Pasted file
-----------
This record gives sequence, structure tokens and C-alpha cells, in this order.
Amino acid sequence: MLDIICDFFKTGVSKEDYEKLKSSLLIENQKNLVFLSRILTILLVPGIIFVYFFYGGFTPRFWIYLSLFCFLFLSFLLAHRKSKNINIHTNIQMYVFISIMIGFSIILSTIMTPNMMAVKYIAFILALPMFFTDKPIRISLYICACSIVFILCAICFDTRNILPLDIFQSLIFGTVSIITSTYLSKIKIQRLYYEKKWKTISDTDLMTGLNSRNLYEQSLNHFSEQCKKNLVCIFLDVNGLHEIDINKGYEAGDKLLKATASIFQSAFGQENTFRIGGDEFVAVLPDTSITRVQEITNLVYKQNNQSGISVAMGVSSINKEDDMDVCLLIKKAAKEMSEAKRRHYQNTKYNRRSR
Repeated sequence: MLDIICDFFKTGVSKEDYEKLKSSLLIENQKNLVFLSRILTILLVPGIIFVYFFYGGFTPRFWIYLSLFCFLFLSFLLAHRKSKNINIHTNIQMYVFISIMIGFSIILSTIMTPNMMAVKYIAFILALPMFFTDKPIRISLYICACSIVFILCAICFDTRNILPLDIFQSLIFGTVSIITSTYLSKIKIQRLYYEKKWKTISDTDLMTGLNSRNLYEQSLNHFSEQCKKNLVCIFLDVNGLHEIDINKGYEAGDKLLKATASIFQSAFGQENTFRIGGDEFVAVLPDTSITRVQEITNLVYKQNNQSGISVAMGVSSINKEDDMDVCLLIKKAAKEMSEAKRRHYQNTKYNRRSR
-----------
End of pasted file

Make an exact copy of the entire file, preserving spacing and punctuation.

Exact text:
This record gives sequence, structure tokens and C-alpha cells, in this order.
Amino acid sequence: MLDIICDFFKTGVSKEDYEKLKSSLLIENQKNLVFLSRILTILLVPGIIFVYFFYGGFTPRFWIYLSLFCFLFLSFLLAHRKSKNINIHTNIQMYVFISIMIGFSIILSTIMTPNMMAVKYIAFILALPMFFTDKPIRISLYICACSIVFILCAICFDTRNILPLDIFQSLIFGTVSIITSTYLSKIKIQRLYYEKKWKTISDTDLMTGLNSRNLYEQSLNHFSEQCKKNLVCIFLDVNGLHEIDINKGYEAGDKLLKATASIFQSAFGQENTFRIGGDEFVAVLPDTSITRVQEITNLVYKQNNQSGISVAMGVSSINKEDDMDVCLLIKKAAKEMSEAKRRHYQNTKYNRRSR
Repeated sequence: MLDIICDFFKTGVSKEDYEKLKSSLLIENQKNLVFLSRILTILLVPGIIFVYFFYGGFTPRFWIYLSLFCFLFLSFLLAHRKSKNINIHTNIQMYVFISIMIGFSIILSTIMTPNMMAVKYIAFILALPMFFTDKPIRISLYICACSIVFILCAICFDTRNILPLDIFQSLIFGTVSIITSTYLSKIKIQRLYYEKKWKTISDTDLMTGLNSRNLYEQSLNHFSEQCKKNLVCIFLDVNGLHEIDINKGYEAGDKLLKATASIFQSAFGQENTFRIGGDEFVAVLPDTSITRVQEITNLVYKQNNQSGISVAMGVSSINKEDDMDVCLLIKKAAKEMSEAKRRHYQNTKYNRRSR